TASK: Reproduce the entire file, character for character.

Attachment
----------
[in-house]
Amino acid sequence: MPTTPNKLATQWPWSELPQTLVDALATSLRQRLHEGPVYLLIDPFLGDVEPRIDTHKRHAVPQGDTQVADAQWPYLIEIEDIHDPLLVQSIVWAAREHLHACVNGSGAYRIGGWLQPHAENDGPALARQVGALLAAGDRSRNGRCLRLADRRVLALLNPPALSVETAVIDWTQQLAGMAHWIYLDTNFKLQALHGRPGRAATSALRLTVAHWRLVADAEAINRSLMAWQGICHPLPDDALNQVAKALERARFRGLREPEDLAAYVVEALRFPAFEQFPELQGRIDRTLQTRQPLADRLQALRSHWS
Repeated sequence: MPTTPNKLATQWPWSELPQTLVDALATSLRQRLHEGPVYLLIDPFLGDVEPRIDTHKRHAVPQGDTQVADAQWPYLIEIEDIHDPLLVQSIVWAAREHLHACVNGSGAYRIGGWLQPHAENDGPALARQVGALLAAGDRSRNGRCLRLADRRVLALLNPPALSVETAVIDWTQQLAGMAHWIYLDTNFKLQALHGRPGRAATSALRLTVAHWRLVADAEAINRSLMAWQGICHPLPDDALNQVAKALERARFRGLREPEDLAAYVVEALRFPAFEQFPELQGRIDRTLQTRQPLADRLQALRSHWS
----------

[in-house]
Amino acid sequence: MPTTPNKLATQWPWSELPQTLVDALATSLRQRLHEGPVYLLIDPFLGDVEPRIDTHKRHAVPQGDTQVADAQWPYLIEIEDIHDPLLVQSIVWAAREHLHACVNGSGAYRIGGWLQPHAENDGPALARQVGALLAAGDRSRNGRCLRLADRRVLALLNPPALSVETAVIDWTQQLAGMAHWIYLDTNFKLQALHGRPGRAATSALRLTVAHWRLVADAEAINRSLMAWQGICHPLPDDALNQVAKALERARFRGLREPEDLAAYVVEALRFPAFEQFPELQGRIDRTLQTRQPLADRLQALRSHWS
Repeated sequence: MPTTPNKLATQWPWSELPQTLVDALATSLRQRLHEGPVYLLIDPFLGDVEPRIDTHKRHAVPQGDTQVADAQWPYLIEIEDIHDPLLVQSIVWAAREHLHACVNGSGAYRIGGWLQPHAENDGPALARQVGALLAAGDRSRNGRCLRLADRRVLALLNPPALSVETAVIDWTQQLAGMAHWIYLDTNFKLQALHGRPGRAATSALRLTVAHWRLVADAEAINRSLMAWQGICHPLPDDALNQVAKALERARFRGLREPEDLAAYVVEALRFPAFEQFPELQGRIDRTLQTRQPLADRLQALRSHWS